My watch list  


Cumberlandite is the U.S. state of Rhode Island's state rock. It is only found in large concentrations on a four-acre lot in Blackstone Valley, Cumberland, and in traces scattered throughout the Narragansett Bay watershed. Due to its high amounts of iron, it is slightly magnetic.

The unique mineral was formed over 1.5 billion years ago by volcanic activity. The rocks were discovered by settlers hundreds of years ago, and were initially deemed valuable for the manufacture of cannons and farm tools in the 18th and 19th centuries. The mineral also contains a relatively high level of titanium, also valuable for the manufacture of tools. Colonists tried to make cannons from the mineral during the Revolutionary War, but the cannons cracked because of the weakness of the iron. Cumberlandite weathers to a brown-ish black with white crystals. This is strikingly different from the weathered look of other rocks in Rhode Island's glacial deposits. It is also much denser than the granites and metamorphic rocks that are common in these deposits. The rock is common in glacial deposits just south of its source location, and can be found in deposits all the way to the southern shore of Narragansett. This combination of coming from only one location, being obviously different from other rocks, and being easily identified by members of the public led to its being selected as the Rhode Island state rock.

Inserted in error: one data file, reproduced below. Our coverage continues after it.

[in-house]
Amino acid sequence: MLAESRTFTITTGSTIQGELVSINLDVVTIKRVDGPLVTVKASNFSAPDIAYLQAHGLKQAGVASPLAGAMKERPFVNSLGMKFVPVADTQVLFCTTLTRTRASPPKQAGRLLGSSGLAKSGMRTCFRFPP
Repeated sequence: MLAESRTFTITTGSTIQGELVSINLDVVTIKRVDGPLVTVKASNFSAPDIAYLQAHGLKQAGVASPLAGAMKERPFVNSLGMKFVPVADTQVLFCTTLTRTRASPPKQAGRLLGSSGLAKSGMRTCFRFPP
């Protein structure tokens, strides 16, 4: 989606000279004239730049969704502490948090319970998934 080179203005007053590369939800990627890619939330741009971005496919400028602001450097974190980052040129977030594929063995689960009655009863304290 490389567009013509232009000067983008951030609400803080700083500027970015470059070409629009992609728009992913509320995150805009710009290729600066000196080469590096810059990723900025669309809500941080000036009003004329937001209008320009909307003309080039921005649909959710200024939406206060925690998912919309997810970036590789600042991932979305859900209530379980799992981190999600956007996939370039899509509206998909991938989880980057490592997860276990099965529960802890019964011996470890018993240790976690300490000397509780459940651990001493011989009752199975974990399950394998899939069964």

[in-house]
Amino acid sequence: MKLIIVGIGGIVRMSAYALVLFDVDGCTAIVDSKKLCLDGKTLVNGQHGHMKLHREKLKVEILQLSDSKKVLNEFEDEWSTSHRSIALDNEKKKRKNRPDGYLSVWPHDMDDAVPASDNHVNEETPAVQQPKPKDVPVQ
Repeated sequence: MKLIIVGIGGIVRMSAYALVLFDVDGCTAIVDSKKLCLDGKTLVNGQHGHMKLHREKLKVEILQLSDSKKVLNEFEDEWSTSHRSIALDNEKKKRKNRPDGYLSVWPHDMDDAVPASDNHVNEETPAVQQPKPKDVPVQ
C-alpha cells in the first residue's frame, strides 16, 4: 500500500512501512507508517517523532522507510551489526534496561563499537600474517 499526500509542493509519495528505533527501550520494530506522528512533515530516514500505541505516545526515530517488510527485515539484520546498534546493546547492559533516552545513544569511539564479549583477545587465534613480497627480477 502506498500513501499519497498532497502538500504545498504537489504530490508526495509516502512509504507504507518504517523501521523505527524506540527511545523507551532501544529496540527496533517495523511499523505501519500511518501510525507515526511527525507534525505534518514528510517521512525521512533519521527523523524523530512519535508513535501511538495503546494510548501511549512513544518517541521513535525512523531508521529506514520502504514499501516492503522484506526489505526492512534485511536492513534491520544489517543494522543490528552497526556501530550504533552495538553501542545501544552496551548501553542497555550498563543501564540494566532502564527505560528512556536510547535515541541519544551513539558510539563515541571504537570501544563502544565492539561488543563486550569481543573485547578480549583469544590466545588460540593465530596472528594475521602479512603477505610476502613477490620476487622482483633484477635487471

This article is licensed under the GNU Free Documentation License. It uses material from the Wikipedia article "Cumberlandite". A list of authors is available in Wikipedia.
Your browser is not current. Microsoft Internet Explorer 6.0 does not support some functions on Chemie.DE